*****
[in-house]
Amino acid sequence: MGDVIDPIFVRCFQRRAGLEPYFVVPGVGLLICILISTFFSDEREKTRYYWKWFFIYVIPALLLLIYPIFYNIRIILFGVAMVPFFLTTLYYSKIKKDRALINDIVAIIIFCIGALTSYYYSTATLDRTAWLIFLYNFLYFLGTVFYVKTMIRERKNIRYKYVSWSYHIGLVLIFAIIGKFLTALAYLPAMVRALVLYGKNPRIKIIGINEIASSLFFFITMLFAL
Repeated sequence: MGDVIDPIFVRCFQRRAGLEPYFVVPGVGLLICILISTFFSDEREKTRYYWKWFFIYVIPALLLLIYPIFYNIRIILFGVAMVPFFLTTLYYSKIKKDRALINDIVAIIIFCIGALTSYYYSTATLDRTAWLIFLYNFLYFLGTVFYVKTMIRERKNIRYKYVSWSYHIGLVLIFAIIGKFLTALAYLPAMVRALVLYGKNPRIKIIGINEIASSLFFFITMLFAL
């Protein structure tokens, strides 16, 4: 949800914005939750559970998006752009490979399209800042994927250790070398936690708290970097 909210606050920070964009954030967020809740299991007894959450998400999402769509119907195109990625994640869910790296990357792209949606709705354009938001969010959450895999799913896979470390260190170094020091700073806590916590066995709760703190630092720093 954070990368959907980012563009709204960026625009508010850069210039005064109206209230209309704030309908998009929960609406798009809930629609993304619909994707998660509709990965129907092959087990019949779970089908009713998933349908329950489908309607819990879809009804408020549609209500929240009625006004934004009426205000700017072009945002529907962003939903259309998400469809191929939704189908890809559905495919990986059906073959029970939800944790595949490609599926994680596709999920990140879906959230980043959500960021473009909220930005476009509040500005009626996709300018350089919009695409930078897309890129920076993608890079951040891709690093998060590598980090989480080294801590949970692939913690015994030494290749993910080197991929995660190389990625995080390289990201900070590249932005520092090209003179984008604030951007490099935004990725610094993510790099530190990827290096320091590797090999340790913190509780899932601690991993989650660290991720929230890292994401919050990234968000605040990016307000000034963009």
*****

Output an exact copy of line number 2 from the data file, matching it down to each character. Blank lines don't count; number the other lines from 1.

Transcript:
Amino acid sequence: MGDVIDPIFVRCFQRRAGLEPYFVVPGVGLLICILISTFFSDEREKTRYYWKWFFIYVIPALLLLIYPIFYNIRIILFGVAMVPFFLTTLYYSKIKKDRALINDIVAIIIFCIGALTSYYYSTATLDRTAWLIFLYNFLYFLGTVFYVKTMIRERKNIRYKYVSWSYHIGLVLIFAIIGKFLTALAYLPAMVRALVLYGKNPRIKIIGINEIASSLFFFITMLFAL